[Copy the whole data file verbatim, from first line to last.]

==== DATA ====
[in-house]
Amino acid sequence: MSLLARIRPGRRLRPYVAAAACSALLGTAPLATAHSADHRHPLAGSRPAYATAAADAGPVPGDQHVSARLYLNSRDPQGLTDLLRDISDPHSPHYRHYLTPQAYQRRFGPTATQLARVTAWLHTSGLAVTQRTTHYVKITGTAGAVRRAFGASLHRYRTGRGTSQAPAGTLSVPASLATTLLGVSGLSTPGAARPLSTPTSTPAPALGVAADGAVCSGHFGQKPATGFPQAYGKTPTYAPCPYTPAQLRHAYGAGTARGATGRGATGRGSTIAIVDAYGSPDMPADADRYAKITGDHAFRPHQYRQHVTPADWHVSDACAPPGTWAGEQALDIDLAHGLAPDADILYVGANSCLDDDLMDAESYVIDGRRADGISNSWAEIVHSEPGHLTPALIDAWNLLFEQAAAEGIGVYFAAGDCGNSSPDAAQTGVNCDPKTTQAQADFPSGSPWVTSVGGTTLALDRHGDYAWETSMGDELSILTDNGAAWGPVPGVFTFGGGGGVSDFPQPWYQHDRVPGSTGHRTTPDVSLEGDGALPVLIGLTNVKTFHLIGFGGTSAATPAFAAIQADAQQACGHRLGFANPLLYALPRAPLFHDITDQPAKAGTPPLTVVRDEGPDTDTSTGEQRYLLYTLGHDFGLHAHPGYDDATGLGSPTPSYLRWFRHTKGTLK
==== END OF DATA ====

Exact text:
[in-house]
Amino acid sequence: MSLLARIRPGRRLRPYVAAAACSALLGTAPLATAHSADHRHPLAGSRPAYATAAADAGPVPGDQHVSARLYLNSRDPQGLTDLLRDISDPHSPHYRHYLTPQAYQRRFGPTATQLARVTAWLHTSGLAVTQRTTHYVKITGTAGAVRRAFGASLHRYRTGRGTSQAPAGTLSVPASLATTLLGVSGLSTPGAARPLSTPTSTPAPALGVAADGAVCSGHFGQKPATGFPQAYGKTPTYAPCPYTPAQLRHAYGAGTARGATGRGATGRGSTIAIVDAYGSPDMPADADRYAKITGDHAFRPHQYRQHVTPADWHVSDACAPPGTWAGEQALDIDLAHGLAPDADILYVGANSCLDDDLMDAESYVIDGRRADGISNSWAEIVHSEPGHLTPALIDAWNLLFEQAAAEGIGVYFAAGDCGNSSPDAAQTGVNCDPKTTQAQADFPSGSPWVTSVGGTTLALDRHGDYAWETSMGDELSILTDNGAAWGPVPGVFTFGGGGGVSDFPQPWYQHDRVPGSTGHRTTPDVSLEGDGALPVLIGLTNVKTFHLIGFGGTSAATPAFAAIQADAQQACGHRLGFANPLLYALPRAPLFHDITDQPAKAGTPPLTVVRDEGPDTDTSTGEQRYLLYTLGHDFGLHAHPGYDDATGLGSPTPSYLRWFRHTKGTLK